October 2, 2023

Zac Adams serves as managing member of The Inkeeper’s Tattoo Parlor in Canton.
He works with his girlfriend Lauren, and he has a 2-year-old daughter named Willow Jean. The family has a couple of snakes, a few dogs and five cats.
Adams graduated from Massillon’s Washington High School in 2006. He learned tattooing from different people around Massillon and developed a friendship with the artist who did his second tattoo.
“I became a permanent fixture in his apartment,” he said. “From store runs to making stencils and cleaning equipment, I was always around. From there, I found a real shop called Underground in Canton owned by Frank Ullman. He took me on as an apprentice for a short while showing me the ways of a professional. I quickly learned the huge difference between house tattooing and professional tattooing and decided right then I would pursue the legit route.”
It wasn’t long before his path led him to Sharp Images in Orrville, where he started seeing more of an artistic side of tattooing. He started to build up some clientele and ended up doing the first of many conventions.
“Arin [Hicks] had a great way of connecting with people and securing lifelong clients and loyal customers; something I try to emulate to this day,” Adams said.
He then moved to California and later North Carolina. In Holly Ridge, North Carolina, he started work at Atomic Wave and was introduced to Joe Wensil who was immersed in the history of tattooing. Wensil had transformed an old gas station outside of Camp Lejuene into a working tattoo museum.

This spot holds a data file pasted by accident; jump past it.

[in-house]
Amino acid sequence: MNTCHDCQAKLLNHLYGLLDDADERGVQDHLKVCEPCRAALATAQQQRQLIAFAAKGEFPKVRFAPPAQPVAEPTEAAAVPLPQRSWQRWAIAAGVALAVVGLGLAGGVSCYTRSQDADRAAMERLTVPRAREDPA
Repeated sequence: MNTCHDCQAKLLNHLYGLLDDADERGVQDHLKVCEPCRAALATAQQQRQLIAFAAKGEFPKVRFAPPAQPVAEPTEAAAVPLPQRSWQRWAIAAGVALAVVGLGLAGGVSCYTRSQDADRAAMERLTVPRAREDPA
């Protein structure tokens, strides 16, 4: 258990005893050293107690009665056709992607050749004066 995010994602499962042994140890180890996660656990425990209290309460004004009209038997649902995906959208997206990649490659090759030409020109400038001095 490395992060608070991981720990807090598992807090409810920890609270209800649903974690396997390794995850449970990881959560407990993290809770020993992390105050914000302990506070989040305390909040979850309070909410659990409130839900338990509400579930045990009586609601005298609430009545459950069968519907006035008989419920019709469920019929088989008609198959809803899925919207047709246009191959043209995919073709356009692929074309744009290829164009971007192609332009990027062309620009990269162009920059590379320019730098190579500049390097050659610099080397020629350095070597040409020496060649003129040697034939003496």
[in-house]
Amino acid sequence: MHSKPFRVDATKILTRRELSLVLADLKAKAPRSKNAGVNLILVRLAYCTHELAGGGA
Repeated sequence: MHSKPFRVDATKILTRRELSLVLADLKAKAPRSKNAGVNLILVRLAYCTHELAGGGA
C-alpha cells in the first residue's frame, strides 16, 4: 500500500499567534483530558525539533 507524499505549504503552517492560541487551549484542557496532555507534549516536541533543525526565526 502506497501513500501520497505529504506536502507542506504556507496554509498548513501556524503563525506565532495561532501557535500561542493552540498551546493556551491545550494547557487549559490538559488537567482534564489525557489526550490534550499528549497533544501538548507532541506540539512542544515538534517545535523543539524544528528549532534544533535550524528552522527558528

Adams said there were signed photos of the founders of modern tattooing: Bowery Stan Moskowitz, Paul Rogers and Norman Keith Collins (a.k.a. Sailor Jerry) were just a few.
“Joe taught me the importance of working long days and staying late to make sure you didn’t ever let a paying customer leave without getting tattooed,” he said.
“I started taking on a lot more clientele and expanding my portfolio and meeting some killer artists around the city of Wilmington.”
Adams also met Drew Beavers out of Cadillac Custom. Working with him was a turning point in his artwork and tattooing.
“I did a game changing piece late one Saturday night that rewired the way I was doing things,” he said. “From that point on, I knew I had to come back to Ohio and open my own parlor. I quickly found a spot with an old tattooer in a small room for rent off Cleveland Avenue. Of course, after a short while, the bottom fell out. The rent wasn’t getting paid, the bills were behind, and the doors were about to be locked with our stuff inside. After some quick thinking and lucky calls to the right people, I had my own shop.”
He paid the back rent, cleared the bills, and got the health department’s approval on Nov. 4, 2016.
The shop continued to grow and Adams decided he needed help. He began mentoring another artist, Lauren, and reached out to Drew from the Carolinas and convinced him to come join the crew.
“Five wonderful years later, we now own the building we started in. We have five amazing, extremely talented artists: Drew Beavers, Lauren Sisouphanh, Tim Eakin, Santos Acosta and myself,” he said. “Along with two great apprentices Blaze Spangler and Lenny Fatigati, we have a diverse team of people that care about the client not just the art or the money.
“Our motto at the Inkeeper’s is ‘Wear Your Story.’ We want everyone that comes through those doors to be able to tell the story they want to tell, and not be stuck with the skin they are in,” Adams said.